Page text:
AUTHOR: Uncertain
DATE: ca. 1000 B.C.

The author is unknown, though Samuel is suggested by some. The events of the book of Ruth took place during the period of the judges (latter part of the 12th century B.C.), but the book was not written until later. Notice that the author explains customs that were no longer being practiced (4:6-8.)

Chapter four gives a genealogy from Perez (the illegitimate son of Tamar and Judah  Gen 38:1-3) to Obed (the son of Ruth and Boaz) and beyond to David (son of Jesse), which strongly suggests that the book was written during David’s reign as King of Israel. If it had been written later, it likely would have extended beyond David to include Solomon.

The book of Ruth tells the story of ordinary, though godly, people during the turbulent period of the judges. It shows an oasis of faithfulness in a time marked by idolatry and unfaithfulness.  It is a book that presents a typological picture of Jesus, Israel, and the Church.

Moab represents the world, to which Elimelech took his family when there was famine in Bethlehem (means the House of Bread).

Elimelech’s family is a type of Israel’s suffering [illustrated by the deaths in the land of Moab.

Naomi is a type of prodigal Israel, who left/rejected their Messiah and will return/seek Him.

Orpah is a type of a professor, but not a possessor.  She first desired to go with Naomi to Bethlehem, but turned away and went back to the world.

Ruth is both a professor (“your God will be my God” 1:16) and possessor who returned to Bethlehem with Naomi (1:19).  Ruth is also a type of the Gentile Bride of Christ.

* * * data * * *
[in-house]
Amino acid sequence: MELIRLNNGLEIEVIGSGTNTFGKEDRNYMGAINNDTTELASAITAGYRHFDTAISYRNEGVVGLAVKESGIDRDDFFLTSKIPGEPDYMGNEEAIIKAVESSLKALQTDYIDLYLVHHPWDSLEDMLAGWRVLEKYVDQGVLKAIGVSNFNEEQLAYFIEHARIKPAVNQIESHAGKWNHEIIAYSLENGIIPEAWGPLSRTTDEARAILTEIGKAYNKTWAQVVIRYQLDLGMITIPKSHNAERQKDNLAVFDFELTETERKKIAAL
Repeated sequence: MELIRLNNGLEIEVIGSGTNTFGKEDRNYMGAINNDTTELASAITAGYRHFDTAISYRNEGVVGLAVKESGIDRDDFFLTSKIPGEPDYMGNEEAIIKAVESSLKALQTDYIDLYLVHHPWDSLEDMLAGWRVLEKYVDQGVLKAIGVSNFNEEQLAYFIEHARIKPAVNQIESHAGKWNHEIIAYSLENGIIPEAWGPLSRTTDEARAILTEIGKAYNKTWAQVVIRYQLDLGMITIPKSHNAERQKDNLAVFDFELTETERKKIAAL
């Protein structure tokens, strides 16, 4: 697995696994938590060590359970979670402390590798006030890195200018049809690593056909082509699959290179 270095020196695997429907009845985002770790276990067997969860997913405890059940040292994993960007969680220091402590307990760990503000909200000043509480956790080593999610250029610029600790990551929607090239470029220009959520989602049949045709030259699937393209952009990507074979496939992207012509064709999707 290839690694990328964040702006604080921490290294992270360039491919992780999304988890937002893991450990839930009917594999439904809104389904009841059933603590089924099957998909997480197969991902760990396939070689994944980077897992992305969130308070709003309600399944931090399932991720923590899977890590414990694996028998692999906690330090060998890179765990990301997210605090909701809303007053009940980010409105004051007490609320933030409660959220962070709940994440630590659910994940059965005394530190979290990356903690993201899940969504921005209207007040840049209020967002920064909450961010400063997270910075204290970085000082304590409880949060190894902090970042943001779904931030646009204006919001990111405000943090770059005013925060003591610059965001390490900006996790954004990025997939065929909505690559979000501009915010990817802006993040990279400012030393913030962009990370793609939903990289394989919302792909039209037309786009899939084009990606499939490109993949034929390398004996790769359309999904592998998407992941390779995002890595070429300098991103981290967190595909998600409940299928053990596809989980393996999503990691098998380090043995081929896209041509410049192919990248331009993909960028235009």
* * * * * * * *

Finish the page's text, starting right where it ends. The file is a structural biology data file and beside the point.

Boaz was the kinsman redeemer, who redeems Naomi by marrying Ruth and he is an example of the Kinsman Redeemer, Jesus, who God would send to redeem mankind.  Boaz met all the requirements of a kinsman redeemer:  a blood relative (Rom. 1:3; Heb. 2:14) with the ability and willingness to pay the price to purchase the forfeited inheritance (1 Peter 1:18-19, Heb. 10:7).

The typology of the book of Ruth is rich and revealing.  It paints a beautiful picture of God’s love and faithfulness as well as His perfect plan of redemption and His sovereignty in caring for His people (Ruth 2:12).

OUTLINE OF RUTH

I. Ruth’s Resolve, 1:1-22
A. Her Background, 1:1-5
B. Her Choice, 1:6-18
C. Her Arrival in Bethlehem, 1:19-22
II. Ruth’s Rights, 2:1-23
A. Her Right to Glean, 2:1-3
B. The Results of Her Gleaning, 2:4-17
1. Boaz meets Ruth, 2:4-7
2. Boaz protects Ruth, 2:8-13
3. Boaz provides for Ruth, 2:14-16
C. The Report of Her Gleaning, 2:17-23
III. Ruth’s Request, 3:1-18
A. Suggested by Naomi, 3:1-4
B. Executed by Ruth, 3:5-9
C. Agreed to by Boaz, 3:10-18
IV. Ruth’s Reward, 4:1-22
A. A Husband, 4:1-12
B. A Son, 4:13-17
C. A Lineage, 4:18-22

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Do not be anxious about anything.  (Phil 4:6)

In the midst of the COVID-19 pandemic, we must rightly remember who is in control.  Our God is sovereign over all things, including COVID-19.  As Charles Spurgeon (1834-1892) said, “The sovereignty of God is a soft pillow on which weary people lay their heads.” 

Remember also God’s gracious promise, and that it is true and He is faithful to keep it:  Hebrews 13:5 …”I will never leave you, nor forsake you.”  The next verse remind us of the power that comes in trusting God and how we can live:  Hebrews 13:6 So that we may boldly say, The Lord is my helper, and I will not fear what man [or COVID-19] shall do to me.

God loves us, and in Christ we find confidence and calm in times of uncertainty and trouble.  When we trust in God, fear is replaced with faith, stress is replaced with strength, anxiety is gone and hope abounds, problems become opportunities, and we are able to receive the blessings God has for us in the midst of difficult circumstances. Turn to Jesus. He will lead you to the still waters and give rest for your troubled soul.  

This hope we have as an anchor of the soul, both sure and steadfast…Hebrews 6:19

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